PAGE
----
Megan Freed, co-founding attorney at Hartford, Connecticut-based Freed Marcroft, LLC, says two words create the most arguments at her practice: 'always' and 'never.' "Many people will say that their spouse 'never' listens to them," she says. "That statement practically insists that their spouse will immediately fire back with: 'I'm stuck listening to you right now, aren't I?'" She says that by taking those words out of heated discussions or day-to-day bickering, you lower the risk that it'll turn into a big, blowout argument. "Those words don't accomplish the intended goal of your spouse understanding how you feel about something," she says. Instead of saying "you never compliment me how you used to—are you still attracted to me?" Freed says, put yourself into the situation instead. You can say, "Remember that time we went to the food market and walked around downtown? You made me feel so beautiful that day."
Venting is a necessary part of anyone's life and those annoyed emojis make it even more fun to express your frustrations with your best gal pal. You might need to get some things off your chest about your husband, but Freed says having your partner's back will help you more than complaining. "Think about how your spouse would feel if he was listening," she says. "You and your spouse are the most important team in your life and undermining your partner, even if he can't hear or read what you said, weakens your relationship because it fuels your anger instead of resolving it." The next time you want to text, "He's getting all over my nerves today!" remove yourself from the situation. Talk to him about it or go do something else outside of the house that'll calm your nerves.
"The longer you know your spouse, the more important it is to remember how you felt when you first met." Freed says. "Tell him what you love about him, frequently and sincerely." It's easy to get caught up in finishing your basement, and figuring out how to pay off your grad school loans together, but before anything else, lift up your partner and make sure he knows how much you not only love him, but believe in him as well. It can be as simple as: "You did an amazing job handling that a-s hole bartender. Thanks for standing up to him." A little affirmation goes a long way.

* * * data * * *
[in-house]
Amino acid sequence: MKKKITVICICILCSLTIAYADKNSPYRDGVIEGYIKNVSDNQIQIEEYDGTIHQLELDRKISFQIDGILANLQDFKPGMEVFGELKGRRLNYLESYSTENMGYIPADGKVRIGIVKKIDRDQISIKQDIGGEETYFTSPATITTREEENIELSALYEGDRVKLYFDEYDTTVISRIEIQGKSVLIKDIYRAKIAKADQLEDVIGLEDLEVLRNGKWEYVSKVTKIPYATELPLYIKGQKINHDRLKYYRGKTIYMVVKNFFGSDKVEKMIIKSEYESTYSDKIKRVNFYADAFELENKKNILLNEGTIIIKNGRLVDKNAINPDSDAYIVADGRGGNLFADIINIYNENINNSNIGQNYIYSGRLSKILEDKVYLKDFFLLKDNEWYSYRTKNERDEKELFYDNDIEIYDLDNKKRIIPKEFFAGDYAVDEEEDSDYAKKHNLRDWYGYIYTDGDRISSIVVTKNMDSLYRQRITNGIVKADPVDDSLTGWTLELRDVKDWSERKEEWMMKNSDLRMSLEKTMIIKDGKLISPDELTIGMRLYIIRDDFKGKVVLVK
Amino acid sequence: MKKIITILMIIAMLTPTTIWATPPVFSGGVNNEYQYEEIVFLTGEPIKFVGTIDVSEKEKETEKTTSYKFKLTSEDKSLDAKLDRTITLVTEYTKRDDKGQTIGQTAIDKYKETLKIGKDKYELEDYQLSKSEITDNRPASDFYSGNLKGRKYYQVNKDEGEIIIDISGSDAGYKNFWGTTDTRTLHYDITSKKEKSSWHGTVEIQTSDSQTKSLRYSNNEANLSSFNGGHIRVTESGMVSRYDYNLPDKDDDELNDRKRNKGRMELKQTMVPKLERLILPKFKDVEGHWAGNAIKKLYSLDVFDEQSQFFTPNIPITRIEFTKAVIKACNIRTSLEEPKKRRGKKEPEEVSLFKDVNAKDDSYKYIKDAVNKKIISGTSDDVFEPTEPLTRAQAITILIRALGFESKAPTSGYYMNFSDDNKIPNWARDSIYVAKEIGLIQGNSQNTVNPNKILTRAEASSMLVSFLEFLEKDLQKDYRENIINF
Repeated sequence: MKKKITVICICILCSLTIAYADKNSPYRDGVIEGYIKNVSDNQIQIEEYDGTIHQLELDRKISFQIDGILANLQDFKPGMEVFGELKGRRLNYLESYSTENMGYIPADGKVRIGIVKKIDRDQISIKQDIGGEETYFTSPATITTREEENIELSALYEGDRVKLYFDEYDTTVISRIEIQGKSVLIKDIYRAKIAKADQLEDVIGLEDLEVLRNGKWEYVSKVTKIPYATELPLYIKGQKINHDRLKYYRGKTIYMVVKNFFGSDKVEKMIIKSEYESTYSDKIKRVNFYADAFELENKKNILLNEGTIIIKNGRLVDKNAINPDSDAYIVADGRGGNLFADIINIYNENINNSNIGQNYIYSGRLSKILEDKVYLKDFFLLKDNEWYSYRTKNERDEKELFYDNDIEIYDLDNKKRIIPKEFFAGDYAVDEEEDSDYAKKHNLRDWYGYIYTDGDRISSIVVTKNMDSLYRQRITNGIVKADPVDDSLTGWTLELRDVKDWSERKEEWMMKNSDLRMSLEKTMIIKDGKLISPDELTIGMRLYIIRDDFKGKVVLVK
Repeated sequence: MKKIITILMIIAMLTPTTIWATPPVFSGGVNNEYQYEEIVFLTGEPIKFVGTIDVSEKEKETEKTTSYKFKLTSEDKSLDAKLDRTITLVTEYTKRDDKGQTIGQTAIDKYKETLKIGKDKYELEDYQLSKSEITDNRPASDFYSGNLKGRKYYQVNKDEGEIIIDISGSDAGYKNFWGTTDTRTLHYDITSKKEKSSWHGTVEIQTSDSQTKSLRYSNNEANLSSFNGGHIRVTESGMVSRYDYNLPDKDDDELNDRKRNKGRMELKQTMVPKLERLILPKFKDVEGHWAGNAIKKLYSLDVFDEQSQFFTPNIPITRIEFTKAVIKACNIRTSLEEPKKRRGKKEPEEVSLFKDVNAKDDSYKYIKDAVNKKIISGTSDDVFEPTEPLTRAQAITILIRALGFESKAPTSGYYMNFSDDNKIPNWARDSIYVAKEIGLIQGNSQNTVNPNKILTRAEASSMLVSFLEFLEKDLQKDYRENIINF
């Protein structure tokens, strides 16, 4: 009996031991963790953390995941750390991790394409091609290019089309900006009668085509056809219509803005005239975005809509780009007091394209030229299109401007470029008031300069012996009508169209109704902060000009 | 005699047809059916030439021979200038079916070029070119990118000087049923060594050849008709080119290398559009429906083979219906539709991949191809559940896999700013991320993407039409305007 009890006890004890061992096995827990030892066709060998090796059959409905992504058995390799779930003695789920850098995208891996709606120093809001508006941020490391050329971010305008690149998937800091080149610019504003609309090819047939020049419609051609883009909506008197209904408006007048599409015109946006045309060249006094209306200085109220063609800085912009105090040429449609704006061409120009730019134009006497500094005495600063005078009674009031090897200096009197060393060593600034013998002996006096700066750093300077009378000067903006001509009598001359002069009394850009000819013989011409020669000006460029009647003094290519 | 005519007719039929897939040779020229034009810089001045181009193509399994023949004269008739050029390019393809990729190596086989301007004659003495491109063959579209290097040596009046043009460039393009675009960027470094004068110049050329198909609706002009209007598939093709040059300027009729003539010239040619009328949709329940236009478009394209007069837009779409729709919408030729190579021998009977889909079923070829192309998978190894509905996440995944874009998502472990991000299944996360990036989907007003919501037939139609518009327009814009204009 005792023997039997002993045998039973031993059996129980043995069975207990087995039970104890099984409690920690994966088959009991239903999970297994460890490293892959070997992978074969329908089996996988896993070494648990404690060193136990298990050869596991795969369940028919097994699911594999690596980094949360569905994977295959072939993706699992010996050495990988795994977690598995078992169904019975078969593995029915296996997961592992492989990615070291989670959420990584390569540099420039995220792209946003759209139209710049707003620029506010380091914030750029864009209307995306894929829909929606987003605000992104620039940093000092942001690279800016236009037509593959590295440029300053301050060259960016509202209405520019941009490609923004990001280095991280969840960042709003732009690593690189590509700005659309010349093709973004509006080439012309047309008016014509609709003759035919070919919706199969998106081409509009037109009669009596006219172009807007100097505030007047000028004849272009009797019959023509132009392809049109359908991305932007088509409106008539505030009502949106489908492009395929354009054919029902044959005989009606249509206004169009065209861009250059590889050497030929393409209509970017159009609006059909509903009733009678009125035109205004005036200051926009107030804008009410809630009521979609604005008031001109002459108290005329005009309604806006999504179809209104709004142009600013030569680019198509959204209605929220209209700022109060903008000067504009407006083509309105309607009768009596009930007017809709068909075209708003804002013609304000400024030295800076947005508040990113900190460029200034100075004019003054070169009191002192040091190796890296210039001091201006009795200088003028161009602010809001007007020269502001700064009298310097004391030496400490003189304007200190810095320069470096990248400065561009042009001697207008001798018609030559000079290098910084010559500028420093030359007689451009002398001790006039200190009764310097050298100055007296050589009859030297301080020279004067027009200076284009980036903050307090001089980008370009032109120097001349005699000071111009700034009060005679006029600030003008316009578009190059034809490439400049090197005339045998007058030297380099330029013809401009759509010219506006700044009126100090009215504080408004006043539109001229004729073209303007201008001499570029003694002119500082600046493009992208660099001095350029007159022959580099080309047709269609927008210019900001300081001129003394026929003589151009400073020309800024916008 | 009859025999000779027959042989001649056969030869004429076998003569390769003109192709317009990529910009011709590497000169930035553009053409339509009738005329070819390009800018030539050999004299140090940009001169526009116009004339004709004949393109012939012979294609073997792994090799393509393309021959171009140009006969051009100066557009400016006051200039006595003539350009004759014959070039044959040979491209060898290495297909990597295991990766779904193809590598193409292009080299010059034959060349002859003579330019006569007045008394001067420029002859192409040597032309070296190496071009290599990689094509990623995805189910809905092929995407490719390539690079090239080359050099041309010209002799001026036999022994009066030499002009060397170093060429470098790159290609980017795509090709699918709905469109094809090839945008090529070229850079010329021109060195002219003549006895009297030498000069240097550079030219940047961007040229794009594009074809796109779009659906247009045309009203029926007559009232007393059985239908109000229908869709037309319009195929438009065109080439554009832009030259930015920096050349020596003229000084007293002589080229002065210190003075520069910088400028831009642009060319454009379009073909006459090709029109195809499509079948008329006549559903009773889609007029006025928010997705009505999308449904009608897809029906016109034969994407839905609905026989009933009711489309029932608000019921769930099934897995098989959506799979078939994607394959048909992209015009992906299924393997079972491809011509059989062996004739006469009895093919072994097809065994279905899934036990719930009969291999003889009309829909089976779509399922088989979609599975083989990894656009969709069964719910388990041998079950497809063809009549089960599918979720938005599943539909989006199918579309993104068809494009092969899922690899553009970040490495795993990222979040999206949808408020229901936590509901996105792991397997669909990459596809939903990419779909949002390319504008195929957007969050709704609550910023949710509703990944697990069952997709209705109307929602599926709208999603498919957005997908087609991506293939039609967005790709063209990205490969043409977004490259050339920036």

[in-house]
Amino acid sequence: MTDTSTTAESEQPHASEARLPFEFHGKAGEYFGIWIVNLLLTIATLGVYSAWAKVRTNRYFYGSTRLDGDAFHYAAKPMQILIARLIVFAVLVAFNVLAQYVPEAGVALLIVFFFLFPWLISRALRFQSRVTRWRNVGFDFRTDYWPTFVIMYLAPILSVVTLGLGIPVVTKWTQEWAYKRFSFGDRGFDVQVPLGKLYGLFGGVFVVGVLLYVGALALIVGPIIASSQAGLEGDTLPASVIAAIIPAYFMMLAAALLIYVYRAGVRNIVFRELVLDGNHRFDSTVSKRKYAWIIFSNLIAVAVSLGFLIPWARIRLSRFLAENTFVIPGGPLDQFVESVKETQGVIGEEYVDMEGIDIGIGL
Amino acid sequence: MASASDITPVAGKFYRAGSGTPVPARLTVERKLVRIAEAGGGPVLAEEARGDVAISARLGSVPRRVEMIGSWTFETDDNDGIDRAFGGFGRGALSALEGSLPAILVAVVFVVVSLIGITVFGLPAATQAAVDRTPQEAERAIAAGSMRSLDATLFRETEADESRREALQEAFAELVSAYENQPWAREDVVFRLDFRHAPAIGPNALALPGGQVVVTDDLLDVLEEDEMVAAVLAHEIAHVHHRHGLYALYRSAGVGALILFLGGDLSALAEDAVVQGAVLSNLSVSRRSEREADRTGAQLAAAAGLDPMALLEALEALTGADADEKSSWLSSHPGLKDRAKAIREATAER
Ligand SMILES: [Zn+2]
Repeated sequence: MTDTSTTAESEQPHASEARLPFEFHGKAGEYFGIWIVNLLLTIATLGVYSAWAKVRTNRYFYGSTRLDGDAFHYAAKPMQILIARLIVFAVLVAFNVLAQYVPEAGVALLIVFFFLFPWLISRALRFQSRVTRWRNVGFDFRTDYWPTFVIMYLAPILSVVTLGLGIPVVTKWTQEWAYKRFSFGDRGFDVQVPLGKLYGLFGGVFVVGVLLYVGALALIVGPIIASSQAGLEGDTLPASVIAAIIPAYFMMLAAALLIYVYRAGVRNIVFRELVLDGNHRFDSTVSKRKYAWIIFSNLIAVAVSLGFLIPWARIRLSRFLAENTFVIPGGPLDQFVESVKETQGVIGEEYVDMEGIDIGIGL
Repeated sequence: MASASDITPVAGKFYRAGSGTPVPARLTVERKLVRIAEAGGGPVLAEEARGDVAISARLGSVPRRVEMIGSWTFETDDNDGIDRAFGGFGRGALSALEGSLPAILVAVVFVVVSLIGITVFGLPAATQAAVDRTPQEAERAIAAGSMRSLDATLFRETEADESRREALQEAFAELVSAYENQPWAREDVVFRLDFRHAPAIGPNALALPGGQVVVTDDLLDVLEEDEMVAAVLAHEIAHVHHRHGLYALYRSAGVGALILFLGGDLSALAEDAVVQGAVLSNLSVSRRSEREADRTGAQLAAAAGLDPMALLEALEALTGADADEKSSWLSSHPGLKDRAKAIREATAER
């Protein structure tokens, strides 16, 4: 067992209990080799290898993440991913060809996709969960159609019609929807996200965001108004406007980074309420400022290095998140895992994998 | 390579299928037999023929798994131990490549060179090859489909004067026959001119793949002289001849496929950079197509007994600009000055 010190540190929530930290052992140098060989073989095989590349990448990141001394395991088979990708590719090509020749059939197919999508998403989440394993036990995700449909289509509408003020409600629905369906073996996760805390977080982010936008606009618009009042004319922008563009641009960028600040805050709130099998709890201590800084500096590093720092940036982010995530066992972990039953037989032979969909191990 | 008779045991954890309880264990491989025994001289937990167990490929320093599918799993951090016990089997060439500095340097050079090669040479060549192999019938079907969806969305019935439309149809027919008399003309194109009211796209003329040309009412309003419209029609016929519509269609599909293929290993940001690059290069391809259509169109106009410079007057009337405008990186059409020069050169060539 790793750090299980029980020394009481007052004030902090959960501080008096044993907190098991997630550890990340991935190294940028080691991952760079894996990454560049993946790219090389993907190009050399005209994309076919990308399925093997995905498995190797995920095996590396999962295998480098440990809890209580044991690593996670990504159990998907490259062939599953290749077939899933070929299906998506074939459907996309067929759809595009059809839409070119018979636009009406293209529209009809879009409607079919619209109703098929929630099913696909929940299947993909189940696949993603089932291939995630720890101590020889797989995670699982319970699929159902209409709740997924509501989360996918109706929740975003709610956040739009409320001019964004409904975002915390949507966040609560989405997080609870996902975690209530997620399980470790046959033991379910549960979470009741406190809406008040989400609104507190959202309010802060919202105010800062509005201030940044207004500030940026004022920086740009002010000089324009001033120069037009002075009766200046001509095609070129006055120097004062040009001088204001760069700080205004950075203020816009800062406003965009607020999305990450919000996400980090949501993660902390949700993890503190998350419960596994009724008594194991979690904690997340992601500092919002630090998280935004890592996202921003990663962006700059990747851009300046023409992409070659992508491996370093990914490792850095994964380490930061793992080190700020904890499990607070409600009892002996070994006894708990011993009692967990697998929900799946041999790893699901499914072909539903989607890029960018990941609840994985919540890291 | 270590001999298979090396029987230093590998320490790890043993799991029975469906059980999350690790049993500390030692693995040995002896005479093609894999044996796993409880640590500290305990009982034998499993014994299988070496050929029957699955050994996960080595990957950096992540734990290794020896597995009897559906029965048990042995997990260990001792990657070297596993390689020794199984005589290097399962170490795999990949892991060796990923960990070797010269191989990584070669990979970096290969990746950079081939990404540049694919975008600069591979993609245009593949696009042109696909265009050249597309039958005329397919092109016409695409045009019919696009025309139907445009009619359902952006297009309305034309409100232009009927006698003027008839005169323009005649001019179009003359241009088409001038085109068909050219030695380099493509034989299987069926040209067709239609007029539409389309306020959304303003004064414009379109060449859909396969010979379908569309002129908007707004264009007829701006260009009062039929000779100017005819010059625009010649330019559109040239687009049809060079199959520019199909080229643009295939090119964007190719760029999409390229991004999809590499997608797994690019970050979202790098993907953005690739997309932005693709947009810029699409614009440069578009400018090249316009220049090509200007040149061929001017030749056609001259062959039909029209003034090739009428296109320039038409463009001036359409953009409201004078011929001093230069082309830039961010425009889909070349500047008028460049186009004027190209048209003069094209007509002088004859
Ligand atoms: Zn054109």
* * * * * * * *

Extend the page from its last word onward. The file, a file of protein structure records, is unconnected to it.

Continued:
When you're saving for a house, trying to plan around your breastfeeding schedule, or just working hard to make ends meet, the thought of a vacation together might seem more stressful than sexy. But Freed says the happiest couples are the ones who make a commitment to reconnect and release themselves from any distractions, if only for a weekend. "Getting away together forces you to reconnect without checking your iPhone, responding to emails, running errands, or logging onto Facebook," she says. Freed says getting out of your routine and watching your partner navigate a new place will help you remember all of those reasons you fell in love with him.
Todd Spodek, managing partner at Spodek Law Group in New York City, says targeting yours and your husband's strengths will keep you both happy because you're doing what you love. "You cannot do everything, and if you don't particularly like doing something your husband does, let him handle it," he says. If your husband enjoys managing a budget and you purposefully only took one math class in college, let him tackle it. Or maybe he enjoys cooking and you'd rather clean, split dinner time that way. Whatever you're doing, let each other excel, instead of arguing over who does what, Spodek says.
"Marriage is two people committed to the same goals. When you stop treating your spouse like your partner, your 'business' will fall apart," says San Filippo. Just like you set quarterly goals for yourself at work and (hopefully) get rewarded for meeting them, set goals for your marriage every season. Maybe this winter you're going to work on communication or having better and more frequent sex. Whatever it is, San Fillippo says discussing these goals will help you both focus your efforts on the part of your marriage that needs the most work. And hey, if you both meet them, give your marriage a raise and take a weekend to celebrate.